Recently a friend on the Internet Writing Workshop smiled over a phrase describing how attentive people were during the Great Depression to the preservation of food resources. I suggested they used "Every part of the pig except the squeal."
"Did you make that up?" she asked.
I don't know. It sounds like me, but I take caution in claiming the description. That's why this story interests me. We writers, after all, are immersed in our culture.
The prayer is now ubiquitous, on mugs and greeting cards and embroidered pillows, sometimes with Niebuhr’s name attached. But it is possible to find attributions ranging from Aristotle to St. Augustine to Francis of Assisi.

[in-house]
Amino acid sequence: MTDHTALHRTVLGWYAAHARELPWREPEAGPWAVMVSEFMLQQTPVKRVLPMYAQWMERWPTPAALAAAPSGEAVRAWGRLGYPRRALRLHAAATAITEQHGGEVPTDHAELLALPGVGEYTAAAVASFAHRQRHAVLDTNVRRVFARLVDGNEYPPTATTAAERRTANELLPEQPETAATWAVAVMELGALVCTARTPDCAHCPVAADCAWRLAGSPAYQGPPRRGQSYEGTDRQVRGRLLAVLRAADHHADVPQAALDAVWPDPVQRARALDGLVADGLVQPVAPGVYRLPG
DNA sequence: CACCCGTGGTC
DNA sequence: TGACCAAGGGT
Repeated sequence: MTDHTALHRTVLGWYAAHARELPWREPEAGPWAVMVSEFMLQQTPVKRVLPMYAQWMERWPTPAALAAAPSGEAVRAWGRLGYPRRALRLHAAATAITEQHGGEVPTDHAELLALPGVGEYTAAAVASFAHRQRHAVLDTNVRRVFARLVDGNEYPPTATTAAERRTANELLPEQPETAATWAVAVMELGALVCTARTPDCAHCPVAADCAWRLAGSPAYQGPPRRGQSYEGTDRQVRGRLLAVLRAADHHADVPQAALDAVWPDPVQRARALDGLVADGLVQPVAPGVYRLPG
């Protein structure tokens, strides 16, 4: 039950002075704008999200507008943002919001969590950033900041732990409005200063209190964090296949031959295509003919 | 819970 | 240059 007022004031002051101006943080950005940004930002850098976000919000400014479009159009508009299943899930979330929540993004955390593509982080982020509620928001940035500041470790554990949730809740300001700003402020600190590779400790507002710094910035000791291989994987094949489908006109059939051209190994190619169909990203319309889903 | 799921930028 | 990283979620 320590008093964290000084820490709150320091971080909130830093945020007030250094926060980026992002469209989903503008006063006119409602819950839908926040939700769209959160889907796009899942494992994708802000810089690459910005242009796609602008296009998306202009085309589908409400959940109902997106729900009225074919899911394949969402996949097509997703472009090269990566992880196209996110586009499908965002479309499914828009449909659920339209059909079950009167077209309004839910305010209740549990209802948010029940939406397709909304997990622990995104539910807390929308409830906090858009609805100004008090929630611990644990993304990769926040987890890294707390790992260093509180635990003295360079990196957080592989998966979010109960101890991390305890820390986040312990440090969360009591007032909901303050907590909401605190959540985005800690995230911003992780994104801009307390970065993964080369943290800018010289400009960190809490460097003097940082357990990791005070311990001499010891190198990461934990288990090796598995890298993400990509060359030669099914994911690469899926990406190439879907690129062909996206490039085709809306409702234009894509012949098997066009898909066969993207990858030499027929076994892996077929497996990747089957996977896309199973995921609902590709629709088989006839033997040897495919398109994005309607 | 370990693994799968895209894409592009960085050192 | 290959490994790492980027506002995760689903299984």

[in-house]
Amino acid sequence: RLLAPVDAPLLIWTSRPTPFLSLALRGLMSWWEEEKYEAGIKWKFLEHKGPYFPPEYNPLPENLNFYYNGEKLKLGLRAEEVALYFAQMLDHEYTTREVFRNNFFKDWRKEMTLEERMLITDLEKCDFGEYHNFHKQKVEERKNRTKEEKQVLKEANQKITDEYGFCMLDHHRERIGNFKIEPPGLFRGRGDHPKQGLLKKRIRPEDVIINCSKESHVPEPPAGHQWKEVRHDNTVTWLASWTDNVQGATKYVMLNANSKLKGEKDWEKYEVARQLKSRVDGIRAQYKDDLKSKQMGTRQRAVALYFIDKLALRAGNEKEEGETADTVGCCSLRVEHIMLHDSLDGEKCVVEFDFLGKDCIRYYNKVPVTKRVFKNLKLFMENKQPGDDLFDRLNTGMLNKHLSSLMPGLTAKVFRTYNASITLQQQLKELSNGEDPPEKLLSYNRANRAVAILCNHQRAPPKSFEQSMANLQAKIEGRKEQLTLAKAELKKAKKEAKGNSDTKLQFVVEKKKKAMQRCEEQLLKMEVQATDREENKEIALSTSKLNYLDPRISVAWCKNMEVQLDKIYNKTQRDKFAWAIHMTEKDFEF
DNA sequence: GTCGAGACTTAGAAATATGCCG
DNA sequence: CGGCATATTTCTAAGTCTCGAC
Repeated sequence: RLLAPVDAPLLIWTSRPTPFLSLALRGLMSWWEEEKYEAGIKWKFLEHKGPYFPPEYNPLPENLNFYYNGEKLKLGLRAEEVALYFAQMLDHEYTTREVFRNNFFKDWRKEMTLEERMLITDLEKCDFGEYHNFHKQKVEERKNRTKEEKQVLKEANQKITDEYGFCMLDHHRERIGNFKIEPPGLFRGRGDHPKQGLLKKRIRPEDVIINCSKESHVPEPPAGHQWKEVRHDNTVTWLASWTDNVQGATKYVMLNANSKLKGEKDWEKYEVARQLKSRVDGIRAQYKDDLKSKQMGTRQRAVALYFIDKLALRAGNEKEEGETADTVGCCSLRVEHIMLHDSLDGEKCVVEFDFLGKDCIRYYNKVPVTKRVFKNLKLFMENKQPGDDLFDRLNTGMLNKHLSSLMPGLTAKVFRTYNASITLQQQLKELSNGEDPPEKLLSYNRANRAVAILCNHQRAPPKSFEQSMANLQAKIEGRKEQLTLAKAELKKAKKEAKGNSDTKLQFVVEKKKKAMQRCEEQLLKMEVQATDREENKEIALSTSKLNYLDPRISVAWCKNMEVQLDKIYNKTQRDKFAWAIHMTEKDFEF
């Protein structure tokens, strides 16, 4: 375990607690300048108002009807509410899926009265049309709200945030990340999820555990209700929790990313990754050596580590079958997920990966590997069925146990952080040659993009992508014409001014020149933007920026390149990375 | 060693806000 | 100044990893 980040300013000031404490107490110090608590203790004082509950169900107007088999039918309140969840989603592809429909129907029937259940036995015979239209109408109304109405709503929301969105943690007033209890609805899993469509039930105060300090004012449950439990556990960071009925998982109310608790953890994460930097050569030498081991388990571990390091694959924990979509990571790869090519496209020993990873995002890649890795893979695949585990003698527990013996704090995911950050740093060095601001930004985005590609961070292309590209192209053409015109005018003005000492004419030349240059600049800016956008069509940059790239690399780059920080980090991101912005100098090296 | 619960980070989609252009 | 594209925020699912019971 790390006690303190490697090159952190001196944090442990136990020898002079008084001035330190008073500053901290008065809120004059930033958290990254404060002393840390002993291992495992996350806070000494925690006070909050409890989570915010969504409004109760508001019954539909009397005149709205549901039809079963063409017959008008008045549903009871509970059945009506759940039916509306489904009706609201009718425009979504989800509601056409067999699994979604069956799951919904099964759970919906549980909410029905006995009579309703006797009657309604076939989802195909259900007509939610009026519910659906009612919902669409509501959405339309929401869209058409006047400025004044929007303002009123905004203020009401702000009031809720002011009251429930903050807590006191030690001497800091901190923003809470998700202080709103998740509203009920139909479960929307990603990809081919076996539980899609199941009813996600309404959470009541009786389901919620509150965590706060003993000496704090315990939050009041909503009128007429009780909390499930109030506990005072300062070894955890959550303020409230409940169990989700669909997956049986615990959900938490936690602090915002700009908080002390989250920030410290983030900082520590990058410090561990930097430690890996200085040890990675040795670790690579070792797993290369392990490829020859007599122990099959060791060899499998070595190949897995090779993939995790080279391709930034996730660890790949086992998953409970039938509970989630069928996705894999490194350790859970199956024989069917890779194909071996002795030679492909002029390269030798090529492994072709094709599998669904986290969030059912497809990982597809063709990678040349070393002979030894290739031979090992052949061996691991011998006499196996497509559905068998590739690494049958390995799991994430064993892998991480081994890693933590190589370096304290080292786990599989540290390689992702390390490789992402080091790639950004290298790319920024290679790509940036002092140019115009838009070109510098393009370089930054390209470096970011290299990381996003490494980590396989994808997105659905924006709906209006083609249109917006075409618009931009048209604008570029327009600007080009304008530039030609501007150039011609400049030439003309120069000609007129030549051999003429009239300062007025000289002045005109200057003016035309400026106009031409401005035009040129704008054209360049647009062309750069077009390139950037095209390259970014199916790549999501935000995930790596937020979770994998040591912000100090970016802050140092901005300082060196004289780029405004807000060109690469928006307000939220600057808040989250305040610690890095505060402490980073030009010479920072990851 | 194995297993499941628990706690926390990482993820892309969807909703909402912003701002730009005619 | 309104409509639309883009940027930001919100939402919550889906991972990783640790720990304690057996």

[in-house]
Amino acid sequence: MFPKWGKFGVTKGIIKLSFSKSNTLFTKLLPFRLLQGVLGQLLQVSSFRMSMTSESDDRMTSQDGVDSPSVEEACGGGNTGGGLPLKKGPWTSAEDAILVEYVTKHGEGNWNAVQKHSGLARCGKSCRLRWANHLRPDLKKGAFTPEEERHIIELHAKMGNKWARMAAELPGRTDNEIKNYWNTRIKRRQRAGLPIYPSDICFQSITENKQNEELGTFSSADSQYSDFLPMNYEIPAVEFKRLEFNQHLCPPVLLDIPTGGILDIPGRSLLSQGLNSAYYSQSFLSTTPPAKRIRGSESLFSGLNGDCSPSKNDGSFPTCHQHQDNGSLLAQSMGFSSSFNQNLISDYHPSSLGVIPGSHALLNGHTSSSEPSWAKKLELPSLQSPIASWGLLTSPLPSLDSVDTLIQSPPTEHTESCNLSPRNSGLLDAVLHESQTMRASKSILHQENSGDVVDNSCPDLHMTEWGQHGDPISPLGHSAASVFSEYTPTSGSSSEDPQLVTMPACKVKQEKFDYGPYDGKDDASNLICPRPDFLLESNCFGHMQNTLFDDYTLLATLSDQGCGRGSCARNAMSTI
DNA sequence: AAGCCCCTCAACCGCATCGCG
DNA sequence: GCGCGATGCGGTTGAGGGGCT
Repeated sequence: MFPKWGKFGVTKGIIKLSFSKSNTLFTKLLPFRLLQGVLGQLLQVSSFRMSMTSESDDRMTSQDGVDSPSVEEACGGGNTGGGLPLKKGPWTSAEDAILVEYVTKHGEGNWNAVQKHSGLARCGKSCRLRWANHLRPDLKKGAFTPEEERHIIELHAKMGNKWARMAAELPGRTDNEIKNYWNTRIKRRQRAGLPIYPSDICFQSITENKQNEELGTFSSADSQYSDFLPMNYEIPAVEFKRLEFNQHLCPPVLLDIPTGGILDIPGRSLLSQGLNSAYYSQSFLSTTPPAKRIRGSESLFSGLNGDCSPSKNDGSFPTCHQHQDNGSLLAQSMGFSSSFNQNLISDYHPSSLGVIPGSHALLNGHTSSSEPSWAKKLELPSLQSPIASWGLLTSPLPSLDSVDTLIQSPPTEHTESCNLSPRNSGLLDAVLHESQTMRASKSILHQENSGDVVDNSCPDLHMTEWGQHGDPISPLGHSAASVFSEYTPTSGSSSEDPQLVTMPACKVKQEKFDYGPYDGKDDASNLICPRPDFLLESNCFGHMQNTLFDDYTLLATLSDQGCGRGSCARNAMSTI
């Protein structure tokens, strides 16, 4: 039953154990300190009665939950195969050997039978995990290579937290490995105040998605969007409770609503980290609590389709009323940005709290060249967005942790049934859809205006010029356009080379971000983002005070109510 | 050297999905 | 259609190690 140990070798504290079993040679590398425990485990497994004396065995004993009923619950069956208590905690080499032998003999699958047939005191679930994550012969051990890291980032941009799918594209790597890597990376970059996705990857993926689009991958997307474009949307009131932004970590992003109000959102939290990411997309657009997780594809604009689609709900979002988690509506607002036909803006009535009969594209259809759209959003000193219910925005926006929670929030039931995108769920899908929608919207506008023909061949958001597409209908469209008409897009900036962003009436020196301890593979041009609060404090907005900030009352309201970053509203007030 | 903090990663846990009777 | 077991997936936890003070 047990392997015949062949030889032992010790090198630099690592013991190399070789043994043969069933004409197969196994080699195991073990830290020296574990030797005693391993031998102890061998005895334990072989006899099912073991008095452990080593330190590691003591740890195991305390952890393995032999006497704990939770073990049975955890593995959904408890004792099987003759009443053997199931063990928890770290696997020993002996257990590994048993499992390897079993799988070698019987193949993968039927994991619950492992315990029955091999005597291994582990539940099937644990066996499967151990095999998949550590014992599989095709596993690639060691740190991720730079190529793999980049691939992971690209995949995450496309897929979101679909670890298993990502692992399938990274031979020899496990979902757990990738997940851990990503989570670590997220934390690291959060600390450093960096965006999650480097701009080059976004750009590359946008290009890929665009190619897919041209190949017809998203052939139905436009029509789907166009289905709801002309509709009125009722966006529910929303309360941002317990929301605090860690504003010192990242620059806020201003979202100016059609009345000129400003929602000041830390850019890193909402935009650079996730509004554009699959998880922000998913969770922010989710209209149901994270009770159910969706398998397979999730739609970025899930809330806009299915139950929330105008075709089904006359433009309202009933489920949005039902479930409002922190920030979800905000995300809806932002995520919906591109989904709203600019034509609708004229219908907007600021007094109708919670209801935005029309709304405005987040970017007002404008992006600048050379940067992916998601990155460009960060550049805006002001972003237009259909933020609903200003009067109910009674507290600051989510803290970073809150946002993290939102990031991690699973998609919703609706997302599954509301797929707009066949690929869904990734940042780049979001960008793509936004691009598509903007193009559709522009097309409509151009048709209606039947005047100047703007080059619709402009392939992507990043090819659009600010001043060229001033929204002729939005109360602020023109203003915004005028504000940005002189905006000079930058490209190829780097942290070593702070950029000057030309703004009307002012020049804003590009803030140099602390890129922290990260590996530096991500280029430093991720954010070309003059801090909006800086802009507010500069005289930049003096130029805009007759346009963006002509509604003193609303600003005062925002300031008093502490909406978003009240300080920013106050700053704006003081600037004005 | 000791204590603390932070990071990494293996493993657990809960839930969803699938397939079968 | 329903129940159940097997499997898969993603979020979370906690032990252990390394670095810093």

The precise origins of the Serenity Prayer have always been wrapped in a fog. Even in Niebuhr’s lifetime, his authorship was challenged. His response was typically modest. He was quoted in a magazine article in 1950 as saying: “Of course, it may have been spooking around for years, even centuries, but I don’t think so. I honestly do believe that I wrote it myself.”